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Distinguish real duplicates from those generated by PCR aquleaf Bioinformatics 1 10-30-2012 05:49 AM
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Old 10-29-2012, 08:46 PM   #1
aquleaf
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Unhappy PCR duplicates

Hi all. Sorry to bother you. After reading several threads about PCR duplicates, I'm totally confused.

The last step of library preparation in illumina RNA-Seq is PCR which means a fragment will have many copies in the library. Are these copies the so-called PCR duplicates? People suggest to remove PCR duplicates during RNA/ChIP-Seq analysis. I'm confused that why the PCR step is added to the library preparation if the info of these copies will be finally removed in the analysis. I think I must misunderstand what is PCR duplicate. Could anyone help me out?

Thanks very much! I will appreciate it.

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Old 10-29-2012, 09:33 PM   #2
ECO
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PCR is typically done to increase yield to more tractable levels (ie visible on gel, bioanalyzer, nanodrop, etc)...and does indeed generate exact copies of fragments (thus paired end reads will both have the exact same start positions). This would manifest as bias in any quantitation/read-counting experiment as different fragments may have different amplification efficiencies.

If one quantitates their libraries by qPCR, has a fairly complex library (in relation to the number of reads collected), and is confident in the size distribution, one can force the levels of PCR duplicates very very low (<1%).

Sounds like you understand it perfectly. =]
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Old 10-30-2012, 05:17 AM   #3
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Blithely removing "PCR duplicates" from a data set is bogus.

There is no way to determine whether a group of sequence reads come from a single fragment of DNA/RNA or result from over-amplification of a single initial target strand in a typical data set.

I think this is especially the case for ChIP seq or RNAseq as these would tend to have the highest initial start-site bias of commonly constructed libraries.

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Old 10-30-2012, 09:42 AM   #4
aquleaf
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Thanks for your reply.

According to Illumina manual, 15 cycle PCR is performed. So there are about 30,000 copies for each fragment. How could the PCR duplicate level be so low? I guess only a small part of PCR product is added to the hybridization cell, isn't it? I'm lack of this information.


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Originally Posted by ECO View Post
PCR is typically done to increase yield to more tractable levels (ie visible on gel, bioanalyzer, nanodrop, etc)...and does indeed generate exact copies of fragments (thus paired end reads will both have the exact same start positions). This would manifest as bias in any quantitation/read-counting experiment as different fragments may have different amplification efficiencies.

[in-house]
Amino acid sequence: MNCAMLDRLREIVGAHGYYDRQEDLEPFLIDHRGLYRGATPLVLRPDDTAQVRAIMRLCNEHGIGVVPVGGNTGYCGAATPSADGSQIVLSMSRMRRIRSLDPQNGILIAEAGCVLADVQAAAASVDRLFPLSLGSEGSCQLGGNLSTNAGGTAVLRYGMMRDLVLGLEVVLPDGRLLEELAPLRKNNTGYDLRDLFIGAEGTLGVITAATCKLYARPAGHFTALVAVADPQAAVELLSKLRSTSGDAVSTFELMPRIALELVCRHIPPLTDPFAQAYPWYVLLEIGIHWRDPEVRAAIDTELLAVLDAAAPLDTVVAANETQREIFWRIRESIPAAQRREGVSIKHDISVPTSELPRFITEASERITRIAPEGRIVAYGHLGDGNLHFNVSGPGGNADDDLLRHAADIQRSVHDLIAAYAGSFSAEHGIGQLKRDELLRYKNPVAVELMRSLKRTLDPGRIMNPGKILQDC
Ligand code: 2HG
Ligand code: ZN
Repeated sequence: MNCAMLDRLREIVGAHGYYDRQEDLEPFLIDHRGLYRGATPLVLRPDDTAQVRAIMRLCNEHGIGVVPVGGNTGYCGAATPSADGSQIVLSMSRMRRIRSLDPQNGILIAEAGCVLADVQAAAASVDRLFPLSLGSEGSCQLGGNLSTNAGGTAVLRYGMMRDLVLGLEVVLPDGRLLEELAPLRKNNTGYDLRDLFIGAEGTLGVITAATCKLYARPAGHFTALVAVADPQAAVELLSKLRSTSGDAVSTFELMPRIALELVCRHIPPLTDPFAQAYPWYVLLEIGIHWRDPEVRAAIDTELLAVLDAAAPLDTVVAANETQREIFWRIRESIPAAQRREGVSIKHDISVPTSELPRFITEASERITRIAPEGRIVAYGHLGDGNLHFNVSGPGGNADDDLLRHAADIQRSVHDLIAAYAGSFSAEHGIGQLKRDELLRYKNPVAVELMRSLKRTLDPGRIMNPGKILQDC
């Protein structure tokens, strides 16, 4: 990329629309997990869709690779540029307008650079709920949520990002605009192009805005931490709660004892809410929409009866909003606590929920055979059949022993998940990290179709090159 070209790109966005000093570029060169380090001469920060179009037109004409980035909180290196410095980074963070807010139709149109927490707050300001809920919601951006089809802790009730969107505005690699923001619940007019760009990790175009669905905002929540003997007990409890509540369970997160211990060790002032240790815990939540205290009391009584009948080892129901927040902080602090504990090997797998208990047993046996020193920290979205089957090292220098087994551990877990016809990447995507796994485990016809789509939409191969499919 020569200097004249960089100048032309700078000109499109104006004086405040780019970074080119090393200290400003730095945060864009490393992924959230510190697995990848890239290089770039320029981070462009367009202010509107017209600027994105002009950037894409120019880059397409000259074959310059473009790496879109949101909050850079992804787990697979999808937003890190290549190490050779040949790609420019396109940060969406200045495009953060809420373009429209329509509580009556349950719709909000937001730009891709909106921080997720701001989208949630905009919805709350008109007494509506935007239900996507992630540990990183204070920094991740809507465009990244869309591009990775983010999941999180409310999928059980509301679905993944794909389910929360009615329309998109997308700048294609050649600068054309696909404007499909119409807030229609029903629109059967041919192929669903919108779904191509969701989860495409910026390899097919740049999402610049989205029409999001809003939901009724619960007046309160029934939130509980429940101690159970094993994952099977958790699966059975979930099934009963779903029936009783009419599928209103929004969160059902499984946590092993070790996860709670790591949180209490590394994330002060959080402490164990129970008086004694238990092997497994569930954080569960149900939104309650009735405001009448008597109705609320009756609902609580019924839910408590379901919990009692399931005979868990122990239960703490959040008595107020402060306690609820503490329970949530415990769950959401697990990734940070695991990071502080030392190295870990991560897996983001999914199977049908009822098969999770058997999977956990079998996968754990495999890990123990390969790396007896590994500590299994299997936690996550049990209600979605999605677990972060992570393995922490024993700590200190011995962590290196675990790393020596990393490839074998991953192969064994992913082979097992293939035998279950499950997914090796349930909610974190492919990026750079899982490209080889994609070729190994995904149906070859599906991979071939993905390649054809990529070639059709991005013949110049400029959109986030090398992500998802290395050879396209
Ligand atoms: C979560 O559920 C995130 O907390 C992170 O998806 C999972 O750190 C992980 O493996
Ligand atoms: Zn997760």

If one quantitates their libraries by qPCR, has a fairly complex library (in relation to the number of reads collected), and is confident in the size distribution, one can force the levels of PCR duplicates very very low (<1%).

Sounds like you understand it perfectly. =]
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Old 10-30-2012, 09:49 AM   #5
aquleaf
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Thanks for your reply. I agree with you. Especially our data are single reading, it is difficult to mark PCR duplicates.


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Originally Posted by pmiguel View Post
Blithely removing "PCR duplicates" from a data set is bogus.

There is no way to determine whether a group of sequence reads come from a single fragment of DNA/RNA or result from over-amplification of a single initial target strand in a typical data set.

I think this is especially the case for ChIP seq or RNAseq as these would tend to have the highest initial start-site bias of commonly constructed libraries.

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Old 10-30-2012, 11:40 AM   #6
pmiguel
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Quote:
Originally Posted by aquleaf View Post
Thanks for your reply.

According to Illumina manual, 15 cycle PCR is performed. So there are about 30,000 copies for each fragment. How could the PCR duplicate level be so low? I guess only a small part of PCR product is added to the hybridization cell, isn't it? I'm lack of this information.
Well if you cluster at 10 pM, that amounts to roughly 6 million amplicons/ul. So you can do the math. 600 ul is added the MiSeq whereas 120 ul/lane is added to the HiSeq by the cBot.

I think 10 pM on the MiSeq would give you about 12-16 million clusters. Whereas you would be at around 100 million in a HiSeq lane. (These are pretty rough figures.)

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